Effect of weed management practices and nitrogen application on seedling emergence, growth and yield of dry bean (phaseolus vulgaris l.)
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One of the major constraints to bean production is the high labor requirements that farmers face in land preparation, planting and weed control. The conventional methods of weed control in many parts of Kenya and Africa is using a hoe and a machete, which is tedious and time consuming. A field experiment was therefore conducted during the 2009 long rains and short rains seasons at the University of Nairobi's Kabete Campus Field Station to determine the effectiveness of various weed management options and nitrogen fertilizer application in improving the performance of a dry bean crop. The following weed management options were evaluated: 1) mowing the weeds at the ground level and planting without hoeing the plot., 2) hoeing the plots removing all the weeds; 3) hoeing the plots and then incorporating the weeds into the soil; 4) hoeing the plots and then leaving the weeds on the ground to act as mulch; 5) spraying the plots with a herbicide and then leaving the weeds on the ground to decompose and planting without hoeing the field. Emerging weeds were controlled by hoeing; 6) spraying the plots with a herbicide and then leaving the weeds on the ground to decompose and planting without hoeing the field. Emerging weeds were controlled by mowing. The N treatments consisted of 0 kgN/ha and 30 kgN/ha. The treatments were laid out in a randomized complete block design with a factorial arrangement. Bean variety Mwezi moja was used as the test variety. Data collected included: percent emergence, plant height, number of nodules per plant, nodule dry matter, root dry matter, shoot dry matter, number of days to 50% flowering, number of seeds per pod, number of pods per plant, weight of 100 seeds, total seed weight, soil moisture content, weed population by species, total number of weeds and soil N before and after the experiment. All data were subjected to analysis of variance using General Statistics package (GENSTAT) for windows and means separated using the least significant difference (LSD) test at 5% level of significance. The results showed that use of mulch increased soil moisture content, bean nodulation, grain yield ar·.}y,.j,j components, delayed emergence and flowering and reduced weed population. Incorporating the weeds into the soil had similar effects as mulch although it did not increase the yield and yield cornponents relative to mulching. Relative to mulching, mowing and herbicide application resulted to reduced soil moisture, nodulation, yields and yield components and delayed emergence but hastened flowering. Hoeing the field resulted in reduced soil moisture content, weed population, yield and yield components but hastened germination and flowering. Application of N at the rate of 30 kg/ha did not significantly increase grain yield of bean relative to zero N. Jt '\JJ3.S cOD .eluded that mulching a bean crop is more effective in conserving soil moisture and hence having a geed crop performance and yield than conventionally opened plots, plots with weeds illcc-~porated in the soil or herbicide treated plots. The effectiveness was attributed to the high moisture content conserved in these plots. The evidence from the crop performance in terms cf height, flowering, nodulation, yield and yield components suggested that mulching is the iJ.IOS~promising weed management practice followed by incorporating the , weeds in the soil, hceing and herbicide application, especially to small scale farmers who cannot afford the high costs of herbicides and the expertise required in their application. It was also concluded that application of nitrogenous fertilizer at a rate more than 30 kgN/ha could Improve the bean crop growth and yield. It was therefore recommended that studies needed to be done to determine whether rates ofN fertilizer more than 30kg/ha are beneficial, hoeing the field and leaving the crops and weed residual in the field to decompose should be undertaken as a means of conserving moisture in a bean crop and hence improving overall yield and further investigations to be undertaken to determine the best mulching material for a bean crop and its cost implication, especially to a small scale farmer. Studies should be done to determine the weeds that leave a lot of weed seed on the field for farmers to avoid them as mulch.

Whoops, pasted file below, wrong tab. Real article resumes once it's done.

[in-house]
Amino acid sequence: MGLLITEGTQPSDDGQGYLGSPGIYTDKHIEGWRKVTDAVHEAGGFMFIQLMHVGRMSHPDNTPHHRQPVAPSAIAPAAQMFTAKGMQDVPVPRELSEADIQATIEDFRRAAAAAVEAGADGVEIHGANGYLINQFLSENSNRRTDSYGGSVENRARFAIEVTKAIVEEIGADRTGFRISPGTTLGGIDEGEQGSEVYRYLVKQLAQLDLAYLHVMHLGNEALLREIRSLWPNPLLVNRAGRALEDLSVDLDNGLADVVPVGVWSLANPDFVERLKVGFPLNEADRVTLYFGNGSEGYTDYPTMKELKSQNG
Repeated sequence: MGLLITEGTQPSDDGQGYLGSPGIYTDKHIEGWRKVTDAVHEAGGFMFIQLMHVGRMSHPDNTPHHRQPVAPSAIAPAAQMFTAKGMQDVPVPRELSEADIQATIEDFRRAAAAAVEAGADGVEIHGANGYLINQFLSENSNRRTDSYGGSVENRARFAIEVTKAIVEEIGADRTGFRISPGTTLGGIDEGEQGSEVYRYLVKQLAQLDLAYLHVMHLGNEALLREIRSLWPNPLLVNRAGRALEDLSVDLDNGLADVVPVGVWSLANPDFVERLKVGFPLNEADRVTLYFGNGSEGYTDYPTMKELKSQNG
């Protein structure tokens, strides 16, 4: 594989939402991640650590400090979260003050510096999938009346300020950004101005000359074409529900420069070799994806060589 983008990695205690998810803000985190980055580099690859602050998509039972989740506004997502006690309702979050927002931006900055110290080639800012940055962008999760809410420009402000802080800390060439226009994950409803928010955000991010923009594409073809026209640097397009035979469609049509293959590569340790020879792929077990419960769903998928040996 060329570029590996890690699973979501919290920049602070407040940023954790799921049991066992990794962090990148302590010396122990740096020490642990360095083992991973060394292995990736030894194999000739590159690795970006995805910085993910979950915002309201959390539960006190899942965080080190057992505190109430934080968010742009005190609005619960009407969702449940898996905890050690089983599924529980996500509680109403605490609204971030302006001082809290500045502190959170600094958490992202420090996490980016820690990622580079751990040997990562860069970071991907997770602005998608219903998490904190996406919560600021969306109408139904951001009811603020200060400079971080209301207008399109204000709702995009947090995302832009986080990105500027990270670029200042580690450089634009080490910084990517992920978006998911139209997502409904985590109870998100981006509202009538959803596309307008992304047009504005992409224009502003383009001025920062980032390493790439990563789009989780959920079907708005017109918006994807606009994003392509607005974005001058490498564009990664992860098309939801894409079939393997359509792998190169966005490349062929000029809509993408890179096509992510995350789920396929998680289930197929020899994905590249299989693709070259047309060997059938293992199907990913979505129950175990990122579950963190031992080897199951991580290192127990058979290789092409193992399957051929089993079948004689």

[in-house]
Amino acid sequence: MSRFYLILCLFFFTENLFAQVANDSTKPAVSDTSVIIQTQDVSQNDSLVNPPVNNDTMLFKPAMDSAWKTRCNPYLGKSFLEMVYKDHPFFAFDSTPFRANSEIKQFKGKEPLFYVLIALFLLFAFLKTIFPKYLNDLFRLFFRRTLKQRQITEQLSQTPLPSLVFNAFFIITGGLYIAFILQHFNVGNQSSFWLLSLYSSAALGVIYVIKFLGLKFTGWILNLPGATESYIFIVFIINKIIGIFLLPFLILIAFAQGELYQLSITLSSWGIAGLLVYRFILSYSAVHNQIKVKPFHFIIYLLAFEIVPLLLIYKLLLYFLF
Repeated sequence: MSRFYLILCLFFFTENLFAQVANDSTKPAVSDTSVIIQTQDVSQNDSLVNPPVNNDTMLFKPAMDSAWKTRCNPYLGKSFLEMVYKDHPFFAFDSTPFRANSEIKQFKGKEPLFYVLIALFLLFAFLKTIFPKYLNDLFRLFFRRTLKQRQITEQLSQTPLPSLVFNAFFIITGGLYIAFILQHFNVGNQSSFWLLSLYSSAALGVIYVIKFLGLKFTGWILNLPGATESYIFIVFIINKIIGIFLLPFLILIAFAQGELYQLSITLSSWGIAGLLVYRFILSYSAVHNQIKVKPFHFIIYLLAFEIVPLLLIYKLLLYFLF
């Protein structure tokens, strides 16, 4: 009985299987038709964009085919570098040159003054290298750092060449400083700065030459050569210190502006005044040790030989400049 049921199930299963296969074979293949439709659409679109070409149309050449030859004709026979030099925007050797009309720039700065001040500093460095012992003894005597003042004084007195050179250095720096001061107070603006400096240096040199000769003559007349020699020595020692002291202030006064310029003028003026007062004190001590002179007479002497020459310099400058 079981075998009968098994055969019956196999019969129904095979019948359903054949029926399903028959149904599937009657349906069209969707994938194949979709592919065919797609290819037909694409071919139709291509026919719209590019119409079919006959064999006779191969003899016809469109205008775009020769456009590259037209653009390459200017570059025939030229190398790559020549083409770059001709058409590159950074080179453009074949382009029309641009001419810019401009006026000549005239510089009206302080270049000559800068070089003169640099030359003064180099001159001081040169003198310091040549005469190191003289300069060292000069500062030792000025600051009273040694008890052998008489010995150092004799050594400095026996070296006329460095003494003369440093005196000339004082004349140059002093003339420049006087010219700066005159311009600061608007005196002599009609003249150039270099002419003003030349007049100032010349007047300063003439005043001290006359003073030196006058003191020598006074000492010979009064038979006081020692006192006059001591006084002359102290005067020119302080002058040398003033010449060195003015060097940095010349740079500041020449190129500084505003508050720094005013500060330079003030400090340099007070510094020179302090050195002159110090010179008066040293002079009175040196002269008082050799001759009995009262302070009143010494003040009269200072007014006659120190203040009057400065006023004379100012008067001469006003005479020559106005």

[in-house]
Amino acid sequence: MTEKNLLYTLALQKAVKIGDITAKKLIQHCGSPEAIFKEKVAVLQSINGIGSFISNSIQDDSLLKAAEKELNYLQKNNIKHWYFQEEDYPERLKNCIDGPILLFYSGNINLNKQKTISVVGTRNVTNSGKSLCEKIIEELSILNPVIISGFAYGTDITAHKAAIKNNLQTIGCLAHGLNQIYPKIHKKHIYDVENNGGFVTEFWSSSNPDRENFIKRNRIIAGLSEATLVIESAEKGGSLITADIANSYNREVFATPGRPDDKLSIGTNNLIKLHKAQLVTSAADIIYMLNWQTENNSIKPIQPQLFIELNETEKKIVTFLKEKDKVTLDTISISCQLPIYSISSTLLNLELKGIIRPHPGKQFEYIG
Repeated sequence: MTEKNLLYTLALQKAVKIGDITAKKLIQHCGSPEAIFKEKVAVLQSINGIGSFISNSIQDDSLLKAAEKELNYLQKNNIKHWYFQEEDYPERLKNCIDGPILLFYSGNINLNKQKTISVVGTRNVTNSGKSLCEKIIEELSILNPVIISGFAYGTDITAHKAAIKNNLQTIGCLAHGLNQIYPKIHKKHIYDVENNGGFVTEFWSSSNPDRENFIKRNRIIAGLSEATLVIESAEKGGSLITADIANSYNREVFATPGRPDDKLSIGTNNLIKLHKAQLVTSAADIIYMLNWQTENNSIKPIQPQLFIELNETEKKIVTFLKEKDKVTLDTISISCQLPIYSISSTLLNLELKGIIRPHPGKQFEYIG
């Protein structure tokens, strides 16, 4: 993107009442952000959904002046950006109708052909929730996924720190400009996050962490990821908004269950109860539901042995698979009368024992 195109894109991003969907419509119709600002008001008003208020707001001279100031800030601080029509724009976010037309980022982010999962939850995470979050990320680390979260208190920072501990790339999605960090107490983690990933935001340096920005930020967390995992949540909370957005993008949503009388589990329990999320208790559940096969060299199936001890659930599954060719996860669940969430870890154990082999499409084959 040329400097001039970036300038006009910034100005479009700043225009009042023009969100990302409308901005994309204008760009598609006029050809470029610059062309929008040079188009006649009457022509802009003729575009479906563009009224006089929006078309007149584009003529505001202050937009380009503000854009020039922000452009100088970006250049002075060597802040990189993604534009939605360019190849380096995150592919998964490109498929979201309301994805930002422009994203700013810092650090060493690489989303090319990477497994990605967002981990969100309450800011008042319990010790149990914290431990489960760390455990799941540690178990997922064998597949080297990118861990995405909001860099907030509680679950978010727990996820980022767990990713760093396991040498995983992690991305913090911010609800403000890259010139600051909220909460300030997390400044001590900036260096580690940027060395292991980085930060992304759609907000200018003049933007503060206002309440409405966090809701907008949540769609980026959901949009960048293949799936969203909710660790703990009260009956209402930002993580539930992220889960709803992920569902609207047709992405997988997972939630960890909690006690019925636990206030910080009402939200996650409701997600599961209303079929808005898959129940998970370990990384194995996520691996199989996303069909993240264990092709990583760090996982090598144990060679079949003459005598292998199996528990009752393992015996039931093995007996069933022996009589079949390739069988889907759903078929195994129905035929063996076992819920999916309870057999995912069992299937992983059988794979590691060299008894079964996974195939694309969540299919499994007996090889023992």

CitationDegree of Master of Science in Agronomy
University of NairobiDepartment of Plant Science and Crop Protection